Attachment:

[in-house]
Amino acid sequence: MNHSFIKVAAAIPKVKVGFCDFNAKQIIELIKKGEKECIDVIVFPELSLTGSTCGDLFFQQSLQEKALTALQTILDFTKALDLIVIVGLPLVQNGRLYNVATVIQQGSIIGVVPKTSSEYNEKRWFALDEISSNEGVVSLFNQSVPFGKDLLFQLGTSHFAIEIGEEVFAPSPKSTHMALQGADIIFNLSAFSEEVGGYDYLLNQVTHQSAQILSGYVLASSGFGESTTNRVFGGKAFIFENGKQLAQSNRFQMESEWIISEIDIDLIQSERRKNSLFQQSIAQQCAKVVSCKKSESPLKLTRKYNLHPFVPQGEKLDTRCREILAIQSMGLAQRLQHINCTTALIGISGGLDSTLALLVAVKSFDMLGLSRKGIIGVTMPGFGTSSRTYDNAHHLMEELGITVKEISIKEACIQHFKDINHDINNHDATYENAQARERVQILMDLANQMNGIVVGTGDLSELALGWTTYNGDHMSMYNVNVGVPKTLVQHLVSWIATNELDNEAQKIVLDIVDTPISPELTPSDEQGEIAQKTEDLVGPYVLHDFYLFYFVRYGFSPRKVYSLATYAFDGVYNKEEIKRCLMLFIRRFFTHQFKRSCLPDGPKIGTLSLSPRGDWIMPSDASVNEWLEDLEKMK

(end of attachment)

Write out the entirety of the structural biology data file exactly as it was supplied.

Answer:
[in-house]
Amino acid sequence: MNHSFIKVAAAIPKVKVGFCDFNAKQIIELIKKGEKECIDVIVFPELSLTGSTCGDLFFQQSLQEKALTALQTILDFTKALDLIVIVGLPLVQNGRLYNVATVIQQGSIIGVVPKTSSEYNEKRWFALDEISSNEGVVSLFNQSVPFGKDLLFQLGTSHFAIEIGEEVFAPSPKSTHMALQGADIIFNLSAFSEEVGGYDYLLNQVTHQSAQILSGYVLASSGFGESTTNRVFGGKAFIFENGKQLAQSNRFQMESEWIISEIDIDLIQSERRKNSLFQQSIAQQCAKVVSCKKSESPLKLTRKYNLHPFVPQGEKLDTRCREILAIQSMGLAQRLQHINCTTALIGISGGLDSTLALLVAVKSFDMLGLSRKGIIGVTMPGFGTSSRTYDNAHHLMEELGITVKEISIKEACIQHFKDINHDINNHDATYENAQARERVQILMDLANQMNGIVVGTGDLSELALGWTTYNGDHMSMYNVNVGVPKTLVQHLVSWIATNELDNEAQKIVLDIVDTPISPELTPSDEQGEIAQKTEDLVGPYVLHDFYLFYFVRYGFSPRKVYSLATYAFDGVYNKEEIKRCLMLFIRRFFTHQFKRSCLPDGPKIGTLSLSPRGDWIMPSDASVNEWLEDLEKMK